Norway’s Krone Slides as Inflation Boosts Case for Steady Rates

  • Annual consumer prices rise less than economists forecast
  • Krone set for biggest drop in three months versus euro

Norway’s krone tumbled after data showing inflation slowed more than economists predicted last month supported the case for the central bank to refrain from raising interest rates.

The Norwegian currency declined against all of its 16 major peers, headed for its steepest decline in more than three months versus the euro. Underlying consumer prices rose an annual 2.9 percent in September, the lowest rate in more than a year, according to a statement from Statistics Norway. That’s less than the 3.2 percent estimate in a Bloomberg survey of economists and compared with 3.3 percent in the prior month.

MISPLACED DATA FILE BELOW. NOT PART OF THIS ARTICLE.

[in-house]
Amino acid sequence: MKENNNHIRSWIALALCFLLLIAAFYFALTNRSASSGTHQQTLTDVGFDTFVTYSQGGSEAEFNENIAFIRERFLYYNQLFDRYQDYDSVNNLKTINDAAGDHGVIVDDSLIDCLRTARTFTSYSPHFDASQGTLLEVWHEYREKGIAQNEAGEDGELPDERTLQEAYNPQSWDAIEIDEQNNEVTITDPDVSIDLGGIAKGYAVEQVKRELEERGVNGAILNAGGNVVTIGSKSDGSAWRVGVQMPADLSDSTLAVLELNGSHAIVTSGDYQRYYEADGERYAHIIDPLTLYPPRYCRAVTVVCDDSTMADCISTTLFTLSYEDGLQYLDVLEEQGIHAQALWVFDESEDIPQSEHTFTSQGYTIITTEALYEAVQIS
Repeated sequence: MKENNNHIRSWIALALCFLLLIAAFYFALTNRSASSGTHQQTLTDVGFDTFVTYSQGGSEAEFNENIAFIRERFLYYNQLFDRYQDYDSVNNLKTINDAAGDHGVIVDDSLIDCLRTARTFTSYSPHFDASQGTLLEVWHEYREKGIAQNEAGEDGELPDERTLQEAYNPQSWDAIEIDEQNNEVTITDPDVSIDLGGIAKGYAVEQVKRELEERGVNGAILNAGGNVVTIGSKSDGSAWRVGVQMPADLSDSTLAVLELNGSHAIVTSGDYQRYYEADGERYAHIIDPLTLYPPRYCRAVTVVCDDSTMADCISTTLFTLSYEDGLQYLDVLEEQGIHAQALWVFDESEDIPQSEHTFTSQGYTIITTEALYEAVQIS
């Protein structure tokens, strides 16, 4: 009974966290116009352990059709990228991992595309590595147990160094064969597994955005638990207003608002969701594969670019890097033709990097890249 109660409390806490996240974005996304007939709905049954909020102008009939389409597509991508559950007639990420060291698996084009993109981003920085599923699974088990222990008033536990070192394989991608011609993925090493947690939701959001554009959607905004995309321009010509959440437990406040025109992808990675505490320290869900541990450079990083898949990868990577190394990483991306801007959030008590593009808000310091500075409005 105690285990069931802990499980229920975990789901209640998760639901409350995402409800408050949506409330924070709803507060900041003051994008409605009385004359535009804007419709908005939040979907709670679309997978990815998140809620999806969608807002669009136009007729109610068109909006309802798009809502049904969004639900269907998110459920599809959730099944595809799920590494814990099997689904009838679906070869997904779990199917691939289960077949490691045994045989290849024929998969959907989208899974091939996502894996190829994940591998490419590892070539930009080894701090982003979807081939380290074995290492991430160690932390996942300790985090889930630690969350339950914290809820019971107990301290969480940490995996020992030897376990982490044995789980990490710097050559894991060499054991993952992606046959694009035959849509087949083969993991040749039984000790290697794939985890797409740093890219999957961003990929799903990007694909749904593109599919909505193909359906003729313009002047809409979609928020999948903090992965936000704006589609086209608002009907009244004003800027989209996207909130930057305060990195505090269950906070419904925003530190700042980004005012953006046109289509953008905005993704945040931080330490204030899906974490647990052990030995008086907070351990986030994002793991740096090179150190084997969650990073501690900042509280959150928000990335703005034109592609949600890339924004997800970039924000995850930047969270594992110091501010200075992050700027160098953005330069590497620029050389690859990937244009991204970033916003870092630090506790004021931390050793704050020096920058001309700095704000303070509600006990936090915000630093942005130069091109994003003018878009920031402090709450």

The krone has strengthened versus all except two of its major counterparts in the past month, as evidence that the economy of western Europe’s largest oil producer is on the mend spurs wagers that the Norges Bank will move away from its easing bias. While officials kept the main interest rate at a record-low 0.5 percent last month, they raised their policy outlook, fueling a surge in the currency that’s now reversing.

“It’s a bit of a knee-jerk reaction,” said Adam Cole, head of global foreign-exchange strategy at Royal Bank of Canada in London. “It doesn’t change the bigger picture in the longer term.”

The krone weakened 1.1 percent to 9.0819 per euro as of 8:57 a.m. London time, set for the biggest drop since June 27. It declined for a fifth consecutive day versus the dollar, depreciating 0.5 percent to 8.1291.

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